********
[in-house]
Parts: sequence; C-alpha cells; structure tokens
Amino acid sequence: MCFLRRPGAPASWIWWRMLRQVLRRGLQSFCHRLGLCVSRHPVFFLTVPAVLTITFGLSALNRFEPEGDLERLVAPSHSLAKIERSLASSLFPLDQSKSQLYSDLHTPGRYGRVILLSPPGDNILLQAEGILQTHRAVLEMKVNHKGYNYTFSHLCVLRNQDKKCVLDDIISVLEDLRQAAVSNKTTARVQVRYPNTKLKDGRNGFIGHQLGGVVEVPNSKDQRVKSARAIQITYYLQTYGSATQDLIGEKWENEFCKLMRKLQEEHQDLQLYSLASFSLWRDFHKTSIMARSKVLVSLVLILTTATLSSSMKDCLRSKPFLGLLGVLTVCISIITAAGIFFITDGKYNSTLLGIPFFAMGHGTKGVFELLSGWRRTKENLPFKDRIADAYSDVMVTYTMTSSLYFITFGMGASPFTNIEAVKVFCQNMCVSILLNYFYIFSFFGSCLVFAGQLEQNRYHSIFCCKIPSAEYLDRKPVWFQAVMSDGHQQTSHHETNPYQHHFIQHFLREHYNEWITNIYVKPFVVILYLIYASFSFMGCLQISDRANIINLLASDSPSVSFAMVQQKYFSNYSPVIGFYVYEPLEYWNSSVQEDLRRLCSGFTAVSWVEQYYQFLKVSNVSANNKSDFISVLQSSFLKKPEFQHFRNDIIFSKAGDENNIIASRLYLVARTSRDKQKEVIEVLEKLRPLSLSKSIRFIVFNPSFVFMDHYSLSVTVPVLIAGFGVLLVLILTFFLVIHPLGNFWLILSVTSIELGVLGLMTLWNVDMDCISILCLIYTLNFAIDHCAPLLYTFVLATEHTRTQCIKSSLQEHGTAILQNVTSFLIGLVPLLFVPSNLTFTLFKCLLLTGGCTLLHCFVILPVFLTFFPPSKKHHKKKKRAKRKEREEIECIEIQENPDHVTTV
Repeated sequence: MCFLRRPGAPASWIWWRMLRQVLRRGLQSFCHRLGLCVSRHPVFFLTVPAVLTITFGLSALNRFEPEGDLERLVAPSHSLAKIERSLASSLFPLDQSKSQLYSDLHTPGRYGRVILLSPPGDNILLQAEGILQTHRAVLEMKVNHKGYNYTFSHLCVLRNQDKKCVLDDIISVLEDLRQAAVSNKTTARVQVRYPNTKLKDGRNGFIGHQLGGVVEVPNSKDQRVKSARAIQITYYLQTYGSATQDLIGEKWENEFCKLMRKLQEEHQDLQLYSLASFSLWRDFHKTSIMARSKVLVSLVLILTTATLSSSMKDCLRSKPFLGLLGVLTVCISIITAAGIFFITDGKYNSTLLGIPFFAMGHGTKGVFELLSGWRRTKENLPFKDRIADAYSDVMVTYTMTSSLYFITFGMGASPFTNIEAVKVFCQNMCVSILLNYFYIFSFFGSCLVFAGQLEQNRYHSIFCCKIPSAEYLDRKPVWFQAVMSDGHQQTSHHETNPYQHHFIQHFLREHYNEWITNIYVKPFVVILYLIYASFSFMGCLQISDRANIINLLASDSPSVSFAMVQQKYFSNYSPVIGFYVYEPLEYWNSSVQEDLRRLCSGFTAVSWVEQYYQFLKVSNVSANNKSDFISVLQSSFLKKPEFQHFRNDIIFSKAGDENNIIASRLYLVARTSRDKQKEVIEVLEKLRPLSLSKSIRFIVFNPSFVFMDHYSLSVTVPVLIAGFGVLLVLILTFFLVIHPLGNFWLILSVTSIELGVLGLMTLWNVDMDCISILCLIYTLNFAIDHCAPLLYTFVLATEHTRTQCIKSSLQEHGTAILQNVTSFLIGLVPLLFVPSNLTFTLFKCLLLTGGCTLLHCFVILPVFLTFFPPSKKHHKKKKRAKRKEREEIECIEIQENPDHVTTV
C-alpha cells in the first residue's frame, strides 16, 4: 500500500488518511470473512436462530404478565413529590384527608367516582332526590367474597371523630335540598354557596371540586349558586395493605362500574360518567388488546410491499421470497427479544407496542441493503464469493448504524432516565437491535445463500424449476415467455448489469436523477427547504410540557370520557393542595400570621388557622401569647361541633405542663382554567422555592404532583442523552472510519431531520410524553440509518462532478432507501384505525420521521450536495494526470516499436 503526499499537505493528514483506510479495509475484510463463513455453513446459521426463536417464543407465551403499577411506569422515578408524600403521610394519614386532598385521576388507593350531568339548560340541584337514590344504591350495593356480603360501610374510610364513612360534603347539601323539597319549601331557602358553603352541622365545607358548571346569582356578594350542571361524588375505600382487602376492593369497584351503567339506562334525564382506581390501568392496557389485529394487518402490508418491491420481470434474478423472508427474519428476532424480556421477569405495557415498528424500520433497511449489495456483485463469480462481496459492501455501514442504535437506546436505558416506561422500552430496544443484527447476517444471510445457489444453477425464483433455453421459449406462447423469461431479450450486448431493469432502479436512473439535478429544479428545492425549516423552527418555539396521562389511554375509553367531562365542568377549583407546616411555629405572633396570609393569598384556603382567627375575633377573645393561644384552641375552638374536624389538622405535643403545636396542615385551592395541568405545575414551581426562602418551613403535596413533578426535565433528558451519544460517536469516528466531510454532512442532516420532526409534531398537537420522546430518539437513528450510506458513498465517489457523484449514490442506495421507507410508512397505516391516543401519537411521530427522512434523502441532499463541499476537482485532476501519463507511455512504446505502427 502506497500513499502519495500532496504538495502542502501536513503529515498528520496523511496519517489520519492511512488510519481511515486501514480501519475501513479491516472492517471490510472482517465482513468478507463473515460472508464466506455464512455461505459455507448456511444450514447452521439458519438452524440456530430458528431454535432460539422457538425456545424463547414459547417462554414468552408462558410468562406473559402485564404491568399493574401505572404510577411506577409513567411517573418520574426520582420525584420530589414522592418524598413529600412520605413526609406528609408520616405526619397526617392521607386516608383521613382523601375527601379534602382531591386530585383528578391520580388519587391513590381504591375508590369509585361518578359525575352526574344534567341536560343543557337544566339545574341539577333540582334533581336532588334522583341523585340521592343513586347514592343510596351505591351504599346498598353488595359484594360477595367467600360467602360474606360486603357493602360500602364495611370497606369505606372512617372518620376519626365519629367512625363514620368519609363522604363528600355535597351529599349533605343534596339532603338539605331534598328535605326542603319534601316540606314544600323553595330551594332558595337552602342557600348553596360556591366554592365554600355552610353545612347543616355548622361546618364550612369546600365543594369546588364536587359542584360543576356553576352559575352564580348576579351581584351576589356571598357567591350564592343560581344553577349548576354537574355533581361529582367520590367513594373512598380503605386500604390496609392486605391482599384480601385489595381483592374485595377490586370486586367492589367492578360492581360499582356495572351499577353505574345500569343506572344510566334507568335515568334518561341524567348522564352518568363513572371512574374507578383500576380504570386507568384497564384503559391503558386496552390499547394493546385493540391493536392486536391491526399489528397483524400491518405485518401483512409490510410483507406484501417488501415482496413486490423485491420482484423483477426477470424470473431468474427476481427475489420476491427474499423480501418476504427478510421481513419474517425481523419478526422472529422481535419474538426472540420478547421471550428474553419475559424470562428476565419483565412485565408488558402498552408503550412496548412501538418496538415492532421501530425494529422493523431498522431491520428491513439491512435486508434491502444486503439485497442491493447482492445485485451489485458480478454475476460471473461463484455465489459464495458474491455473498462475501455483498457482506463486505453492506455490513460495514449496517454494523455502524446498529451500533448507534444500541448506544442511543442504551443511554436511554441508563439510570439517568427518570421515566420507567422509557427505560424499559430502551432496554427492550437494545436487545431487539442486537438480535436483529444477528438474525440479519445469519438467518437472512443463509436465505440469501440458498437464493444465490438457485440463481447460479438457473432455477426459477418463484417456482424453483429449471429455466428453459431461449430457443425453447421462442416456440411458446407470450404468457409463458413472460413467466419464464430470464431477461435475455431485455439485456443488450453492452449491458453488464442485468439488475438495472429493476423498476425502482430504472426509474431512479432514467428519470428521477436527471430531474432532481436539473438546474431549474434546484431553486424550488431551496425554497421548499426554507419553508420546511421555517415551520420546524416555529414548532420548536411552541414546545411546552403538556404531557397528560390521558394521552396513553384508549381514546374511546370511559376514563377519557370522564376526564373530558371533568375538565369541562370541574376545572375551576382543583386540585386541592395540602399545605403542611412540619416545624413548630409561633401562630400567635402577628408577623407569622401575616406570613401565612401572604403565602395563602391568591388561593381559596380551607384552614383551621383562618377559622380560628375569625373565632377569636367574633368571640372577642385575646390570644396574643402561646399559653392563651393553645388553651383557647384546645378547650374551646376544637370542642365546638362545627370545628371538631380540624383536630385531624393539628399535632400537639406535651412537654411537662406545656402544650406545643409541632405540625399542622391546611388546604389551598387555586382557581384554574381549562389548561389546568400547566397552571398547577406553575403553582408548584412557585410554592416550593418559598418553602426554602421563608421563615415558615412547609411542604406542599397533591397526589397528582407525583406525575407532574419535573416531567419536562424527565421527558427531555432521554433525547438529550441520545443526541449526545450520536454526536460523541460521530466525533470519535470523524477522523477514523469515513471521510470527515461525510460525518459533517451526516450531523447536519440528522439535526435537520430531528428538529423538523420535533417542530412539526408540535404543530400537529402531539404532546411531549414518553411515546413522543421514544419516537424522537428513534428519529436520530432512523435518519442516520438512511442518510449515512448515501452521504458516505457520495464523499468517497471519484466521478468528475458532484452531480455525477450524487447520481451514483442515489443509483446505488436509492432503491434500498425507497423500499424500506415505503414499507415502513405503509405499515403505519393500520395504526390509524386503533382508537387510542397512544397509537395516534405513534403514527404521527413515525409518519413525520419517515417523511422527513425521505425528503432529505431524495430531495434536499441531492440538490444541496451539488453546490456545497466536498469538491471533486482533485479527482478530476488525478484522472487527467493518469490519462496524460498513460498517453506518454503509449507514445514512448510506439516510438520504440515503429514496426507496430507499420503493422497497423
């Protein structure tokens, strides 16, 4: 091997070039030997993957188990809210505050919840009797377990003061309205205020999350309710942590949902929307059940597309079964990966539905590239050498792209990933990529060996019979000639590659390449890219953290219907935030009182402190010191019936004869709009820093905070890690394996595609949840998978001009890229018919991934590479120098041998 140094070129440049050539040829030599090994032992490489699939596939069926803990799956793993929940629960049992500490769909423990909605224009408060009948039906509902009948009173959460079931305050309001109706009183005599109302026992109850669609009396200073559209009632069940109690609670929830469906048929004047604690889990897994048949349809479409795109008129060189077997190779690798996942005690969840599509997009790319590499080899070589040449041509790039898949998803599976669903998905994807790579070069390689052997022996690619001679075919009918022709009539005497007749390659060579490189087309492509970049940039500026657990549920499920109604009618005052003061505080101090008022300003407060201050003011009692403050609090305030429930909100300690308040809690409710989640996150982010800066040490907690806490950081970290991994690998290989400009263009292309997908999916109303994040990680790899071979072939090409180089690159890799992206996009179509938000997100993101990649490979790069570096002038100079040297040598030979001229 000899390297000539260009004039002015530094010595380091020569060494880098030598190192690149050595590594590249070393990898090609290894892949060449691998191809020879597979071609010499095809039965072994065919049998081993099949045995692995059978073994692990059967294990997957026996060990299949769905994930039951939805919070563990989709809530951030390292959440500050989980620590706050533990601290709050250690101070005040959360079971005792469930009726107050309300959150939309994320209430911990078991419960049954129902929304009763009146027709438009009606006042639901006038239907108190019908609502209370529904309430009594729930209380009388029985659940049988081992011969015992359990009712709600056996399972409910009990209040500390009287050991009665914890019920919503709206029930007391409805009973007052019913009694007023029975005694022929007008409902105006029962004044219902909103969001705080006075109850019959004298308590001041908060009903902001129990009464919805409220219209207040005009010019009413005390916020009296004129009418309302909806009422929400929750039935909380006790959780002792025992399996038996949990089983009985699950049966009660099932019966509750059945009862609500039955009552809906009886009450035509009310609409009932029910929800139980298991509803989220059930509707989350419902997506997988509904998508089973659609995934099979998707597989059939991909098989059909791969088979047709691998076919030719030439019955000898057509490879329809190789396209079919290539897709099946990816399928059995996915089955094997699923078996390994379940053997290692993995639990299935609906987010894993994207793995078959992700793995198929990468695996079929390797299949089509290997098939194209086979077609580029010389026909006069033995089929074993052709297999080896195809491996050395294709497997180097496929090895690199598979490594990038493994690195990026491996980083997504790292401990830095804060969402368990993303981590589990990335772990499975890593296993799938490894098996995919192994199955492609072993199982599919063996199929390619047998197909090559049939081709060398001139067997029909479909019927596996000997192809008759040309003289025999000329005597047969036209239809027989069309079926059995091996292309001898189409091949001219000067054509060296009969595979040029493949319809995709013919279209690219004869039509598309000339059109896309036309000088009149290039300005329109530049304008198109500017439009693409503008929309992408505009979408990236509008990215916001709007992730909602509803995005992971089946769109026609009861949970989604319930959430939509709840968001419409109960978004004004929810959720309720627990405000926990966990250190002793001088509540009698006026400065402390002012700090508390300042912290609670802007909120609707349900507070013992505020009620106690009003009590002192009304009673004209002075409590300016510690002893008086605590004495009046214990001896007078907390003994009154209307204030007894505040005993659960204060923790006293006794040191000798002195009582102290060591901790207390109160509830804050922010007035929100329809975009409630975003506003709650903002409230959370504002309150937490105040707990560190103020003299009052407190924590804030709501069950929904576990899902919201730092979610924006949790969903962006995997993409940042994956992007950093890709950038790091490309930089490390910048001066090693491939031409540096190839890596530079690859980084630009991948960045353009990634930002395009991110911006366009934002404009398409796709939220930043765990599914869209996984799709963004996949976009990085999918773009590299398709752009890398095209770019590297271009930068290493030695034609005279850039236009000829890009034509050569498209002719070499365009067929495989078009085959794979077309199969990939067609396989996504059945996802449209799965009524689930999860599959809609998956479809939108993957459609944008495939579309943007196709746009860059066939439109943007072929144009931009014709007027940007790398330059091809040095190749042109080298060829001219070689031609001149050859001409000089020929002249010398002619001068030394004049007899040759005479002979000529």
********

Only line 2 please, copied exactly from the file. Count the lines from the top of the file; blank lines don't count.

Parts: sequence; C-alpha cells; structure tokens